Tales of Tonga

A Watery Kingdom
By Peter Kinsey
  |  Gorp.com
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Picture of the harbor

The Kingdom of Tonga lies scattered like grains of salt over the vast waters of the Pacific Basin. The Basin encompasses such a large area on the surface of the earth, that all the planet's combined continental land masses could be accommodated within its reach.

Tongan myths relate how a great God"Maui" pulled all the kingdom's islands out of the sea with a fishhook acquired in Samoa. He must have been at it for a few days — Tonga takes in 169 coral and volcanic islands, only 45 of which are inhabited. They're remote; all lie within the heart of the Polynesian triangle formed by Tonga, Fiji and Samoa. And gorgeous; imagine turquoise lagoon waters lapping on white sand beaches under coconut palms — the whisper of the trade winds through green plantations of yams, vanilla, papaya, mango — the distant boom of the surf on a reef abounding in shells and sea life. . .

Tonga's three separate island groups each have 60 miles of windswept ocean between them. In the southern group, there is Tongatapu ('sacred Tonga'), where the capital Nuku'alofa lies with its adjacent southern islands. Tongatapu is 160 square miles in size which constitutes one third of the kingdoms' entire land mass. It has about three fifths of Tonga's population. In 1643, Abel Tasmen was the first European to see this flat coral island. Nuku'alofa is situated facing a large blue lagoon. Highlights here include spectacular blowholes and water spouts on the windward shore; megalithic monuments built about 1200 AD — evidence of a culture of great antiquity; casuarina trees full of flying foxes; and a monument where Captain Cook landed in 1773.

The central group is the Ha'apai group, an archipelago of very flat coral islands. Some are very small, many uninhabited and most have encompassing white sandy beaches. Few tourists visit Ha'apai. It is a beachcomber and fisherman's paradise. In Ha'apai waters, in 1789, after the infamous mutiny on the H.M.S. Bounty, Captain Bligh and the members of his crew who chose to stand by him were cast adrift in an open boat. On the nearby island of Kao, all but one narrowly escaped a violent death at the hands of the Tongans. We have an eyewitness account of that narrow escape. This is where Bligh began his incredible open boat voyage to Timor — one of the most remarkable small boat open ocean voyages in maritime history.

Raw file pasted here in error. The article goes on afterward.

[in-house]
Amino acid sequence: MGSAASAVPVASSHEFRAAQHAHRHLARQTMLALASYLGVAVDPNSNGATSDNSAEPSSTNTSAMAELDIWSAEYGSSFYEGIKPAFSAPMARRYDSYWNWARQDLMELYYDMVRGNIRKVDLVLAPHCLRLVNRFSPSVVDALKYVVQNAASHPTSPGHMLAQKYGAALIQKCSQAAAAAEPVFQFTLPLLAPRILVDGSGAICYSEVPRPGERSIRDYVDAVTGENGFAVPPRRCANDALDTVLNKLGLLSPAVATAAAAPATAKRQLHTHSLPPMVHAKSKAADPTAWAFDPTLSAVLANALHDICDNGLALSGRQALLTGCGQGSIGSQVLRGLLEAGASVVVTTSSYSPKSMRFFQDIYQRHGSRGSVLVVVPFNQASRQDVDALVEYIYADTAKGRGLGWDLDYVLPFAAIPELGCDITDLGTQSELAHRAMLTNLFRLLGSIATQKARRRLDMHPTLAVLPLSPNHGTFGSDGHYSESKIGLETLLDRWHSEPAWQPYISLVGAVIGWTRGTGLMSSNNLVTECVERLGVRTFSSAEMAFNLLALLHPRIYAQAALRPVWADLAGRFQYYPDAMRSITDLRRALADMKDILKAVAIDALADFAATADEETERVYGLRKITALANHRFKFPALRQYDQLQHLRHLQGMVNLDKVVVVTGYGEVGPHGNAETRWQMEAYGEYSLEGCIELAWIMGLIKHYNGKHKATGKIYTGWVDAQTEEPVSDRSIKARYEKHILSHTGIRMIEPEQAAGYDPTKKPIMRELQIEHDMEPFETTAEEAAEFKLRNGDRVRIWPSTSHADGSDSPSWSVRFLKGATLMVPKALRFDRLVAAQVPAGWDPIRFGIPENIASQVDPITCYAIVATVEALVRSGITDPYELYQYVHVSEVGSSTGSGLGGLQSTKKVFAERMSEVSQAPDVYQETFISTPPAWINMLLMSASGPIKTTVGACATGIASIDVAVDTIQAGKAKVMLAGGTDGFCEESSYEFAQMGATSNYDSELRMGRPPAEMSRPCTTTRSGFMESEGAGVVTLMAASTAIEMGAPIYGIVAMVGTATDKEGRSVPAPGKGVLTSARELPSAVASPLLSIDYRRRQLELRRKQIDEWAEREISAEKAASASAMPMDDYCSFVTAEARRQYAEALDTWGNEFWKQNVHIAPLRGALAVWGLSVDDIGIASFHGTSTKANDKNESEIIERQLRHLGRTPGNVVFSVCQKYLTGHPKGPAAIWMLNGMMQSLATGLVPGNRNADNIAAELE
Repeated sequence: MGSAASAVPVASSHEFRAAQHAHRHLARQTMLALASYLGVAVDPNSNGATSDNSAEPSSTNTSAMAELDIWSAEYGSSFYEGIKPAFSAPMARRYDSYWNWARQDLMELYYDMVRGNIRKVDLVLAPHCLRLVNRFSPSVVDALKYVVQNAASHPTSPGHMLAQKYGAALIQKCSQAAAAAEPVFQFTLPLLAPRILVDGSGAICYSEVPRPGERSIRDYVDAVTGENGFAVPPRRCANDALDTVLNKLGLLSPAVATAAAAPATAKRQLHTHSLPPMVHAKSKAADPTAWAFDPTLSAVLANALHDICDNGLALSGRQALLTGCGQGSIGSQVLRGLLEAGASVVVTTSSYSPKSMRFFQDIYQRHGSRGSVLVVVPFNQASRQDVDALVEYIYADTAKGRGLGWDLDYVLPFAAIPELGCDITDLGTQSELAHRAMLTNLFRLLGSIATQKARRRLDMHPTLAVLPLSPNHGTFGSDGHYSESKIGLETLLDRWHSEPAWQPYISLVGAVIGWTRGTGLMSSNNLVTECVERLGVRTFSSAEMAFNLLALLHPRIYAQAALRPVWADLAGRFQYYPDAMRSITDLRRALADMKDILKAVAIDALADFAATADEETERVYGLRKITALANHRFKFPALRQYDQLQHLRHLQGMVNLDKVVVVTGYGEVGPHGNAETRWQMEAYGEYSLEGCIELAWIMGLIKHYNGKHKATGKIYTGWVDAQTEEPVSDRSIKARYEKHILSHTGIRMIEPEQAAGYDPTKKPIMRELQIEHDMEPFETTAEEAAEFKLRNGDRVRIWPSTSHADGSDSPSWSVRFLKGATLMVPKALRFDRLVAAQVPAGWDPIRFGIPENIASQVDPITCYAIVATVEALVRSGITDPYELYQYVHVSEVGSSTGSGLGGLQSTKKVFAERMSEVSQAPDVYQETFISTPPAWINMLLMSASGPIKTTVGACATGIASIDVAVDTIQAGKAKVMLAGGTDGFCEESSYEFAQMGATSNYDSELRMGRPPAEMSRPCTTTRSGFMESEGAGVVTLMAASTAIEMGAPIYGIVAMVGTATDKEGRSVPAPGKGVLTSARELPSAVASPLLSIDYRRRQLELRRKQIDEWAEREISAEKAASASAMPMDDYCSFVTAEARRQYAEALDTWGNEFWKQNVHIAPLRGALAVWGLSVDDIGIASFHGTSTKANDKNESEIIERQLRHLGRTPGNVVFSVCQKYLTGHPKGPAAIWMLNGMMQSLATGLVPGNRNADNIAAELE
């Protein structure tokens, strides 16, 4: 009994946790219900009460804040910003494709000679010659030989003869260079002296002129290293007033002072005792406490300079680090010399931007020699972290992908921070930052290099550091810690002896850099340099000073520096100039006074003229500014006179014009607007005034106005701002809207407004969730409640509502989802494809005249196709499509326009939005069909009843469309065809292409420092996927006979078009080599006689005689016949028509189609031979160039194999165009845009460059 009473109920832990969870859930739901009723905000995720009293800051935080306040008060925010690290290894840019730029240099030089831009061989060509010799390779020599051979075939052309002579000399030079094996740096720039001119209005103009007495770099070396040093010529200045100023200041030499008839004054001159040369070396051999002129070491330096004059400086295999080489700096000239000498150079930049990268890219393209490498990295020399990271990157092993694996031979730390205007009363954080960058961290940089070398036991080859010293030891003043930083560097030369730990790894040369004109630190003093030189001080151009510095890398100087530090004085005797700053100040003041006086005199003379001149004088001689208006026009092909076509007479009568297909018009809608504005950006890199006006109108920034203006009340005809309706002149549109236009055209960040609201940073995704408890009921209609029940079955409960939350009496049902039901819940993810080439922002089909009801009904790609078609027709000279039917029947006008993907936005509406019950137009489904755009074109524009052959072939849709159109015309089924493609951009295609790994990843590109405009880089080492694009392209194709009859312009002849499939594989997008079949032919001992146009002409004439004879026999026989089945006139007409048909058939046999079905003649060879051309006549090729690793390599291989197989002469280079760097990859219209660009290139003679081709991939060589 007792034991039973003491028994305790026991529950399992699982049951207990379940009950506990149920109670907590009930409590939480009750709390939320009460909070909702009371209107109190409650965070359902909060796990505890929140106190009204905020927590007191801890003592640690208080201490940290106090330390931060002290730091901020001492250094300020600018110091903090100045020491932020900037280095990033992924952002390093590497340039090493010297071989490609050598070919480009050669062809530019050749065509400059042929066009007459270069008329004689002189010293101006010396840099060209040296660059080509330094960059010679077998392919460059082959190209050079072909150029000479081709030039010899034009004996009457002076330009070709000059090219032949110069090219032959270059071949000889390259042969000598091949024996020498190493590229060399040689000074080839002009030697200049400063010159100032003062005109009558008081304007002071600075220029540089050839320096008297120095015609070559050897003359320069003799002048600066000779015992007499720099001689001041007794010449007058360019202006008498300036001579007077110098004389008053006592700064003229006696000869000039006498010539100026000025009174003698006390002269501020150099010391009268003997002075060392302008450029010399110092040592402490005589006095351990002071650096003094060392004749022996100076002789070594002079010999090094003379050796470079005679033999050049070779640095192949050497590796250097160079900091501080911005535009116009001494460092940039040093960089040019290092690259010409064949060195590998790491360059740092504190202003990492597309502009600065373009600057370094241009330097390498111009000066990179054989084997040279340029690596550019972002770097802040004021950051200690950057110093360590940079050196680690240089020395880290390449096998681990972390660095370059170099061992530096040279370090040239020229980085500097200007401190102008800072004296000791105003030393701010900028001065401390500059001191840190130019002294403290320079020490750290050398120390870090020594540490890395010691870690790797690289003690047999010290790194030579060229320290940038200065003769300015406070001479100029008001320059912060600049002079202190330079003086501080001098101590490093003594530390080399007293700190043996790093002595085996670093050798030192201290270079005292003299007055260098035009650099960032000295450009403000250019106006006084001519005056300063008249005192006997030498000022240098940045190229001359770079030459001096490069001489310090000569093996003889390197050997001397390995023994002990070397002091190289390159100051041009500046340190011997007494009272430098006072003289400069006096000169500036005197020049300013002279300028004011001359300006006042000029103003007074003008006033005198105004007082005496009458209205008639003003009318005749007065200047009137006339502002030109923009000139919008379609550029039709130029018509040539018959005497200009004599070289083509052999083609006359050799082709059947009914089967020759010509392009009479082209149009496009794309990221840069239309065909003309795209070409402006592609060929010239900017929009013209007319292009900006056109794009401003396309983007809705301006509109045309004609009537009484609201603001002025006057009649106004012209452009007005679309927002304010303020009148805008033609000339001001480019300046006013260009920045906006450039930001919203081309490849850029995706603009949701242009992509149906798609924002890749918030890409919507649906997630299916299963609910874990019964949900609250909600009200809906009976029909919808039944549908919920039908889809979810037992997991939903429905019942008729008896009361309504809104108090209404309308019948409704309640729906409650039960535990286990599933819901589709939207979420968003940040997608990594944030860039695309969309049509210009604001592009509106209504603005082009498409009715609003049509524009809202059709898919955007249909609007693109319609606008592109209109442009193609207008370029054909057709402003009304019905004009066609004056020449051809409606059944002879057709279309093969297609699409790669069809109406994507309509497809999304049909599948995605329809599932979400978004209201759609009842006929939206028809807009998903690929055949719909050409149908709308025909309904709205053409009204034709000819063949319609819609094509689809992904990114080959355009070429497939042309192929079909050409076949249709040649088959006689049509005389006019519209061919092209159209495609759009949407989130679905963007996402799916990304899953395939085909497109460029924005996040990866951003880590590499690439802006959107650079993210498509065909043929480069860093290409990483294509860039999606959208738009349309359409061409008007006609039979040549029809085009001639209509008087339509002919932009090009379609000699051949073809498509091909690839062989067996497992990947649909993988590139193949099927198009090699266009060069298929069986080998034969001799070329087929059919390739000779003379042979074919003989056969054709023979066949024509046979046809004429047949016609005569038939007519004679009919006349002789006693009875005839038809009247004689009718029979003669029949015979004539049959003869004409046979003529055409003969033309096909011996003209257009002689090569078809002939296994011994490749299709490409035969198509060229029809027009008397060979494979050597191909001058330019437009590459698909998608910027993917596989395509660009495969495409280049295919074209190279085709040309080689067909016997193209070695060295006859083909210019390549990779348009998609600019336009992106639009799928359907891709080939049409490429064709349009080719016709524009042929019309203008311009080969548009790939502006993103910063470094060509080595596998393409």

On their way to Timor, Bligh and his crew rowed between the two big islands of Fiji. Indeed, Bligh's detailed observations provided Europeans their first accurate picture of Fiji. In the north there is the Vava'u Group with its landlocked harbor, the Port of Refuge — one of the most beautiful natural harbors in the world. These 34 high and thickly forested islands are the most spectacular in Tonga.

To reach the Port of Refuge, you must travel through a beautiful seven mile channel, where the rhythmic sound of tapa being beaten on hollow hard wood logs, the smell of wood fires and the scent of frangipani and other tropical flowers will assault your senses. There are 40 islands in the group and 21 of them are uninhabited. The overall population of Vava'u is about 20,000. The majority of the people live in small villages located on islands throughout the group.

Perched above the Port of Refuge Harbor is the village of Neiafu, port of entry for ships and yachts seeking clearances to or from Vava'u. The Vava'u group is frequently compared in beauty to the Virgin, Seychelles, and American San Juan Islands. Topographically, the group most closely resembles the San Juans with its many high cliffs and deep fjord-like bays. There is no similarity, of course in vegetation or climate. Vava'u's climate is similar to that of Hawaii — very pleasant year round.